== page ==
International candidates covered by MRAs take only one section of the CPA exam and do not have to meet the 150-hour rule to be able to practice in the US. I’m not kidding. Yet, NASBA insists that all US CPAs meet a 150-hour rule and pass all four parts of the CPA exam! That doesn’t seem fair.

How can the AICPA and NASBA justify entering such MRAs? They might be responding to some international pressure. International agreements such as the United States-Mexico-Canada Agreement (USMCA) and the General Agreement on Trade in Services (GATS) impose an obligation by signatory countries to work toward professional licensure international reciprocity. In fact, NASBA refers to GATS signatory countries on its MRA website.

Or, perhaps NASBA likes the $895 fee they charge for candidates to sit for the IQEX. I am just speculating. If you know the reasoning and purpose for executing MRAs, please let me know or post a citation in the comment area.

The point is, NASBA does not require equivalent university education and, in fact, seems to substitute additional training (experience) for additional education when executing MRAs. If this approach is acceptable across international borders, why not across state borders? And, if NASBA is bowing to political pressure to allow international mobility, shouldn’t they bow to pressure by the AICPA and its members to promote interstate mobility?

1 Rimerman, T. W., & Solomon, J. P. (1991). Uniformity of regulation – the time is now. Journal of Accountancy, 171(4), 69. Retrieved from
2 Hock, S. (1997). Erasing the barriers: Interstate mobility for CPAs draws near. Ohio CPA Journal, 56(2), 5-8. Retrieved from
3 Voynich, S. (2007). Barriers to mobility: A crisis for many CPAs. Journal of Accountancy, 203(4), 46-48. Retrieved from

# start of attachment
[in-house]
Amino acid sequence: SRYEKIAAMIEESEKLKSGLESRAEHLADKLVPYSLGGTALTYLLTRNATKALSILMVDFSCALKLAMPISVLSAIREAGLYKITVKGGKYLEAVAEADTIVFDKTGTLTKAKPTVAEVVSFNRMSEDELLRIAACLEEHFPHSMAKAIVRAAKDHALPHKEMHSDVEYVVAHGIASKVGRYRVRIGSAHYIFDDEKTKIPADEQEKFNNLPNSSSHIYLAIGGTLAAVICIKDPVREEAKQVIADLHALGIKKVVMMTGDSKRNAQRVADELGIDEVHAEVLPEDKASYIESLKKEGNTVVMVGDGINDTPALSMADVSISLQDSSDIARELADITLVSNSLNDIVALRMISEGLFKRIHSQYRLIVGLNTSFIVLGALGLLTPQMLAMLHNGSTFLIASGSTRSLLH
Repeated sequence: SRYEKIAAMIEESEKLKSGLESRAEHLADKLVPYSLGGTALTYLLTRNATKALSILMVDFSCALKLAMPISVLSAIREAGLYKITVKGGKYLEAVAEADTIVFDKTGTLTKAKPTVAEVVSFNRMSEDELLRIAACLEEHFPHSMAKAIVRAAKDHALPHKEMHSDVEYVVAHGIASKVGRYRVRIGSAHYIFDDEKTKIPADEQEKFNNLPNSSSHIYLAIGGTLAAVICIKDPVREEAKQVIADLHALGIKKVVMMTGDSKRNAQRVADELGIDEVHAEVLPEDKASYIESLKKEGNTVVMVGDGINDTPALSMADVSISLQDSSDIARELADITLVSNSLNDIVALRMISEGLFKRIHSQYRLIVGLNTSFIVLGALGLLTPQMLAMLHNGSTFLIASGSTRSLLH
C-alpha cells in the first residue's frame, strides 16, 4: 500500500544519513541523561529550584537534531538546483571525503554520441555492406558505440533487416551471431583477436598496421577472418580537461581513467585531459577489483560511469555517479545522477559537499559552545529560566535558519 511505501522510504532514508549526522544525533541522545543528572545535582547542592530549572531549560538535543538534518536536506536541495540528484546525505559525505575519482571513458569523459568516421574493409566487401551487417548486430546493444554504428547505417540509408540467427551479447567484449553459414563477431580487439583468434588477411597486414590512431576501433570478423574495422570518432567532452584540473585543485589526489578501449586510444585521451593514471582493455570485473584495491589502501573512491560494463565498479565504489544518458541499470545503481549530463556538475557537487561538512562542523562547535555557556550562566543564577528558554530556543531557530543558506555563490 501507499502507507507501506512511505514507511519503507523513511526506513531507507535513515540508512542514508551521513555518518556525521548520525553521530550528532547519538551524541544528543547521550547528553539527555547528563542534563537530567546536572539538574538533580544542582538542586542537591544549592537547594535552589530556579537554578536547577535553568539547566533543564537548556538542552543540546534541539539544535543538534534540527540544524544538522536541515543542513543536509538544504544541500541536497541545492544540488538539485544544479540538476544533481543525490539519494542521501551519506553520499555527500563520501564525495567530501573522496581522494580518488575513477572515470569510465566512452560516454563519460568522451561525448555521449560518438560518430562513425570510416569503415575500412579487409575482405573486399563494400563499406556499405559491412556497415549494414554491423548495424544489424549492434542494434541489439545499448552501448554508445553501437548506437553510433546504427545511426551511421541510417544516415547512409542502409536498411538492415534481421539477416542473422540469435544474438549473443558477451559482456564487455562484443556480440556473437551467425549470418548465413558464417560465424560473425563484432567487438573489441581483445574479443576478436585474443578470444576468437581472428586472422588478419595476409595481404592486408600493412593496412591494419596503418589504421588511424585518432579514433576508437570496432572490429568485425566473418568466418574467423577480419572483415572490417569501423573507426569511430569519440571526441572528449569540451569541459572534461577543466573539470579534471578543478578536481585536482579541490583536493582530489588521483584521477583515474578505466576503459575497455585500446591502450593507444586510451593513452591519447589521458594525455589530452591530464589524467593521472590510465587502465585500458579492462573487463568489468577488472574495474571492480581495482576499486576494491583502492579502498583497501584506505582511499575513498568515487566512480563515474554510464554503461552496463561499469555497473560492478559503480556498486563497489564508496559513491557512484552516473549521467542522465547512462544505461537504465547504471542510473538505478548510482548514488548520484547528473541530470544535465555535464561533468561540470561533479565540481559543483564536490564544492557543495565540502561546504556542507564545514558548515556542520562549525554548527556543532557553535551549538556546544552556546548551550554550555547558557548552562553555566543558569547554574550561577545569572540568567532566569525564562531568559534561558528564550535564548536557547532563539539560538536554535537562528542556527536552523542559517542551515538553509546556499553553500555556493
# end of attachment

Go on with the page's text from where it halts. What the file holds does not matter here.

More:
5 thoughts on “Would Mobility Go Away Without the 150-Hour Rule?

  1. Regarding your question about the reasoning and purpose for executing MRAs…..just a thought…..if you were an experienced US CPA in another country, would you want to undergo that country’s full qualification requirements, e.g., training contracts, board exams etc. before you are able to practice, regardless of how many years of studying, training and experience you have from the US? Perhaps the MRAs are good for the profession, when talent is hard to find, and global mobility is something that could be very attractive for young folks.

    1. AICPA is the biggest bully on the block. Both NASBA and AICPA collude with their political influence and money from their private ventures and fees, to ursurp powers of the actual regulators – the State Boards of Accountancy. I applaud Minnesota for standing up to these bullies.

      The 150 requirement was a tuition cash cow for the colleges and universities.

  2. I agree with free-trade principles and the notion of international reciprocity for professionals (although the US generally does not grant such to medical doctors). What I question is a double standard – undergraduate education plus experience being OK for overseas professionals but not US professionals. Whether opening practice in the US to international players is a good thing or not is a different question. I expect if borders were completely open, firms would be able to hire all the CPAs they needed without increasing starting pay. Would that be a good thing? Yes, for partners and clients. Probably not for staff. The ability for US professionals to work overseas is likely a good thing. Whether more international players would come here or more US CPAs would go there — immigration laws prevent free movement both ways.

  3. Dr. Lassar, thanks for sharing your insights/perspectives in this area. Do you have a feel where the state societies are, any divergence from AICPA/NASBA?

    1. I hear that some state societies are having discussions; but, I don’t know how many nor do I know which way they are leaning. I am encouraged by the reports of some discussions taking place.